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Special Problems Associated With Surgical and Thrombolytic Treatment of Strokes

WILLIAM K. HASS, MD; ROY H. CLAUSS, MD; ARTHUR F. GOLDBERG, MD; ALAN L. JOHNSON, MD; ANTHONY M. IMPARATO, MD; JOSEPH RANSOHOFF, MD
Arch Surg. 1966;92(1):27-31. doi:10.1001/archsurg.1966.01320190029006.
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IN RECENT years many new approaches to the treatment of cerebral infarction due to occlusive cerebral vascular disease have appeared. The most important of these have been anticoagulants,1,2 fibrinolytic agents,3-5 and surgical excision of occlusive lesions in the major extracranial arteries supplying the brain.6-8 The previous hopeless, helpless attitude of the physician treating the stroke patient has, as a result, been replaced by enthusiasm for these as yet incompletely evaluated methods. In recent months this fervor has been further stimulated by the report of the President's Commission on Heart Disease, Cancer and Stroke.9 This paper will describe special complications of surgical and thrombolytic procedures which deserve attention and present very recent advances in surgical concept and technique which promise to overcome areas of potential difficulty and to markedly improve present therapeutic results.10,11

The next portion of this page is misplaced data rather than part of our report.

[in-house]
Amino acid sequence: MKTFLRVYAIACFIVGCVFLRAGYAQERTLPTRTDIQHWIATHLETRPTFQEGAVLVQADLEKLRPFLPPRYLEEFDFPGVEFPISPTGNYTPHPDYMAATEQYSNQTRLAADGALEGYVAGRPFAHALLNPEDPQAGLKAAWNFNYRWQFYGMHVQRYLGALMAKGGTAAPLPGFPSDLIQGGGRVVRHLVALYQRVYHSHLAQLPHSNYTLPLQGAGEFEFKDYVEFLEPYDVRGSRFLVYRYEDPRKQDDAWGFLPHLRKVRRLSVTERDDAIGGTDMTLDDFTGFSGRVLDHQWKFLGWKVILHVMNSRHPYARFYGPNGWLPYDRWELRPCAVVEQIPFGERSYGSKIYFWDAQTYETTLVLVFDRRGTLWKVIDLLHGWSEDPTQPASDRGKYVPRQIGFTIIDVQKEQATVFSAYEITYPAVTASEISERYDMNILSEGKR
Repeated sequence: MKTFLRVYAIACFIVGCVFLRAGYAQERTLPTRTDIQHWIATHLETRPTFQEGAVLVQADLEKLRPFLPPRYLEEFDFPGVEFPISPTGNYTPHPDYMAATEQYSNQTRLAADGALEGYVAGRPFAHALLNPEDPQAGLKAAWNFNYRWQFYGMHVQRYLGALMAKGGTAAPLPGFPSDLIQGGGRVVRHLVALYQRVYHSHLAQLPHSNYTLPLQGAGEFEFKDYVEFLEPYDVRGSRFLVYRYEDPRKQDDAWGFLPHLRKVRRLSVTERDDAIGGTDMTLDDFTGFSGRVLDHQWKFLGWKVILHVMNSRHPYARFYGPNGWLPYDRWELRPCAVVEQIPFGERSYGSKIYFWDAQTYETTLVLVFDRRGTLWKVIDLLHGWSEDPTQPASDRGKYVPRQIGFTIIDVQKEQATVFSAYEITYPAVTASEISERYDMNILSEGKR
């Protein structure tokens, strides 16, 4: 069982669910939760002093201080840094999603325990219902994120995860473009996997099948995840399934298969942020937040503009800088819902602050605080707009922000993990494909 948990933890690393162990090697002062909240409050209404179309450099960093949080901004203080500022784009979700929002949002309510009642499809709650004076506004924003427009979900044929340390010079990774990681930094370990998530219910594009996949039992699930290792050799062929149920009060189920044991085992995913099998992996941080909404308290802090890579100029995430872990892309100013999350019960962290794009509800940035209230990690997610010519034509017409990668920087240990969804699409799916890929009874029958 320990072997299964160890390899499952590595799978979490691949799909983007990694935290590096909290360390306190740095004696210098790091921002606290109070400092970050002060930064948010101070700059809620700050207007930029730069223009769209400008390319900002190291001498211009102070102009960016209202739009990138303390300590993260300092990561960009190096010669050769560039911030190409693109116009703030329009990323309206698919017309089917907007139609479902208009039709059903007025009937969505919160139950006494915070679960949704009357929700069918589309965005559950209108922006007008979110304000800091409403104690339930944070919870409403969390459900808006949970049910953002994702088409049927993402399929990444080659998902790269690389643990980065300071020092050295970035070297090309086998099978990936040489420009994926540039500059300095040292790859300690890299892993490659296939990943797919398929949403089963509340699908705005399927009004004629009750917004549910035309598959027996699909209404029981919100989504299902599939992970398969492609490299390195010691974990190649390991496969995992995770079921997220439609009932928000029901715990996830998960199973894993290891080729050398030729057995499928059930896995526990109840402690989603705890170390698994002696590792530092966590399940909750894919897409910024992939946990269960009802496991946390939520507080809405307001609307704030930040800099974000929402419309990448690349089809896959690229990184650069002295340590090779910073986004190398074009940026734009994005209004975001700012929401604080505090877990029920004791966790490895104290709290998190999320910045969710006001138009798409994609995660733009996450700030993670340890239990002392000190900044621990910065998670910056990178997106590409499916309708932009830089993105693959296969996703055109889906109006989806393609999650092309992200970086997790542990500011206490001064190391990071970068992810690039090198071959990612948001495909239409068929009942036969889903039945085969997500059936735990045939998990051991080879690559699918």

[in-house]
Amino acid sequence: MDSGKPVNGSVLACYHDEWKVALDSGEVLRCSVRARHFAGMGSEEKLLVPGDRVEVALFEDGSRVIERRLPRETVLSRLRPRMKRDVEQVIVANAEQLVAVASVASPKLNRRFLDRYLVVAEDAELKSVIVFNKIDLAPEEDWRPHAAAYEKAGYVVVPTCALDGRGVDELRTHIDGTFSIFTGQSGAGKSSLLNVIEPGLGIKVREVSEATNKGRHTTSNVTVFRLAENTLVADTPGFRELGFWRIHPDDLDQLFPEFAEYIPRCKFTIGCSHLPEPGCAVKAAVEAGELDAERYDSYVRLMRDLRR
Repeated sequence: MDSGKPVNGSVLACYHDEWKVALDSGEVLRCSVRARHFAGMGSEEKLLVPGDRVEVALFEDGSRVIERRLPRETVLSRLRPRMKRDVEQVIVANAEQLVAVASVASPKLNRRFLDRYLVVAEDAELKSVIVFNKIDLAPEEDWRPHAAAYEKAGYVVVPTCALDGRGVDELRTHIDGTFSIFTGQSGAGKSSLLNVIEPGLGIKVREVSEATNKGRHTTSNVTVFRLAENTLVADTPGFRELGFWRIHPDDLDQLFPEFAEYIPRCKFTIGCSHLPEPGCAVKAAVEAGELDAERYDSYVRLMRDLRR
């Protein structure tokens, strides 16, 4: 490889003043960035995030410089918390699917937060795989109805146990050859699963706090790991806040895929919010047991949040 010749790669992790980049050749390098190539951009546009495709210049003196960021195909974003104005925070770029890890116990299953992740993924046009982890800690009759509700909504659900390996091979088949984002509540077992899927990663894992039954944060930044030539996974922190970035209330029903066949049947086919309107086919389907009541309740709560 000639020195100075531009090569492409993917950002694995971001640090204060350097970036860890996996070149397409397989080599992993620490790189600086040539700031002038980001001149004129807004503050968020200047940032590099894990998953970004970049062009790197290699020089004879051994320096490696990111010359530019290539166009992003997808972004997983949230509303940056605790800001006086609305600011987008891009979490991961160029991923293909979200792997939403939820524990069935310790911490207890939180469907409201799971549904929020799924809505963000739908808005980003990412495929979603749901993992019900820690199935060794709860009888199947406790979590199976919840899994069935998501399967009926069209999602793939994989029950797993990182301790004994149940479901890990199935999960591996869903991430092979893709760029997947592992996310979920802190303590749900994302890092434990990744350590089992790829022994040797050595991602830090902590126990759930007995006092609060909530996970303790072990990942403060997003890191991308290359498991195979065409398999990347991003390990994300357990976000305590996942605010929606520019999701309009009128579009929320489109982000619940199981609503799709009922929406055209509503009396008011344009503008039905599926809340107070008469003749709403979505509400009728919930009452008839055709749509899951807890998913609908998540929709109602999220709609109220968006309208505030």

This report is based on an analysis of 97 operative procedures in the

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The American Medical Association is accredited by the Accreditation Council for Continuing Medical Education to provide continuing medical education for physicians. The AMA designates this journal-based CME activity for a maximum of 1 AMA PRA Category 1 CreditTM per course. Physicians should claim only the credit commensurate with the extent of their participation in the activity. Physicians who complete the CME course and score at least 80% correct on the quiz are eligible for AMA PRA Category 1 CreditTM.
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